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The Big Problem With Semi-Automatic Rifles For Survival

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With so many rifles to choose from, it can often be difficult to determine which rifle would be ideal for a survival situation, whether it’s one that you stash in the truck in the event that you’re stranded in the sticks — or you’re using that same truck to bugout to the sticks.

But all too often, I’ve seen folks reaching for that semi-auto beauty for such a purpose. While these weapons can certainly give you that needed fire superiority in a tactical situation, it’s going to fall short when you’re stuck in the backwoods and have to put meat on the fire to keep from starving.

The Fundamental

Just like with knives and secondhand tweed blazers, there is no one-size-fits-all option when it comes to firearms — even though we often try in vain to make it work sometimes.

In most cases, the best use for semi-auto rifles is for combat applications (or the occasional hunting weekend).

Essentially, the fundamental reason why a battle rifle is going to fall short when you’re stuck in the sticks is because you won’t be able to head back to the armory (or gun store) in the event that you’ve lost a spring, detent or some other tiny-but-critical mechanical part of the weapon. Now, I’m not necessarily saying that bolt or lever guns are completely exempt from this issue, but I AM saying that they are certainly simpler creatures, which don’t have near the number of moving parts that can break, wear out, or get lost.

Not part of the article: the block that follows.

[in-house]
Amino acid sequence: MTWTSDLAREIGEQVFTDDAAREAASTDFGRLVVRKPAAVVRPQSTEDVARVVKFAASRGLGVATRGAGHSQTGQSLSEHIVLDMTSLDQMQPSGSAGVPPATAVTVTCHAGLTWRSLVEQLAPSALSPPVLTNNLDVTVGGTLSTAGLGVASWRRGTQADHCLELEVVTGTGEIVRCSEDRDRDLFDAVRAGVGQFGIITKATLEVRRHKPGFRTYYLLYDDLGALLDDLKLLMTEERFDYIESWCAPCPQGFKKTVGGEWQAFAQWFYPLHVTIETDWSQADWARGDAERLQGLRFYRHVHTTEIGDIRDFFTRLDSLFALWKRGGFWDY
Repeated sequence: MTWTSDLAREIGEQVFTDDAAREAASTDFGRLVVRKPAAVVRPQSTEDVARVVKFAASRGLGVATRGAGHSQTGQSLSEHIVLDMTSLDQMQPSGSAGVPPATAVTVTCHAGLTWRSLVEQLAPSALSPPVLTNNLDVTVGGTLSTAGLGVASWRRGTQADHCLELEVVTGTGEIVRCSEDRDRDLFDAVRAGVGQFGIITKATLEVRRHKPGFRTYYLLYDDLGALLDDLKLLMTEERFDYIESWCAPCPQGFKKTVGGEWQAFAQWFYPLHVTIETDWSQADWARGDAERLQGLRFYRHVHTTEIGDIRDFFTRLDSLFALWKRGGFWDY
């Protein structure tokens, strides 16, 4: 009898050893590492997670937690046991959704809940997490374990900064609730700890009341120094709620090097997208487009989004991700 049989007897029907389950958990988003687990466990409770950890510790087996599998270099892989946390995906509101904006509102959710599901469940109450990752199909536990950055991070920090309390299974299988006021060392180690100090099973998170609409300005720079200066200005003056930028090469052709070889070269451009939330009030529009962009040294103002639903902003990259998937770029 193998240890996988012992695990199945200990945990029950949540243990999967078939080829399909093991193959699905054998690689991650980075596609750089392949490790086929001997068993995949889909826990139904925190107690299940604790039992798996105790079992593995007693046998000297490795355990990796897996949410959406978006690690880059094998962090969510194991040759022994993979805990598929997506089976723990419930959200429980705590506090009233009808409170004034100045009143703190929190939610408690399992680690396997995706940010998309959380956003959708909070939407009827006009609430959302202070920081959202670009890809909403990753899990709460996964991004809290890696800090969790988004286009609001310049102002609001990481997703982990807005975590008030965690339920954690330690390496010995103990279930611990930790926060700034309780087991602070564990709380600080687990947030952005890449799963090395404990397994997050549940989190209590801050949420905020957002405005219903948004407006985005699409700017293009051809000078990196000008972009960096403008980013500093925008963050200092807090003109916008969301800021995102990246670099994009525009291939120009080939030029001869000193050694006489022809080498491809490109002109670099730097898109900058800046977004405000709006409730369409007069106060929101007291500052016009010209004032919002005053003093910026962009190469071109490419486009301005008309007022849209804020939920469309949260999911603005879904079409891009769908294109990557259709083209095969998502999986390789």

Semi-auto weapons have an additional degree of mechanical complexity that gives them that additional functionality; however, any time you add complexity, that’s when you’re inviting problems.

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And a survival situation is certainly a scenario in which you’ll want to avoid problems to the very best of your ability.

Short-Term: What Are You Shooting At?

If you’re looking at a short-term survival scenario, the question at hand is not necessarily that of tactical or survival efficiency per se.  If anything, it’s a question of … what’s the point?

AK-47In this type of situation, chances are that you’re not going to be pitted against possible enemy hostiles. I’m basically talking about overturning your canoe somewhere in the middle of nowhere, and you might have to take a rabbit or two to keep yourself nourished as you find your way back to civilization. And if you need a 30-round magazine to take a meal, then you probably shouldn’t be toting around a rifle in the first place — at least until you visit your eye doctor.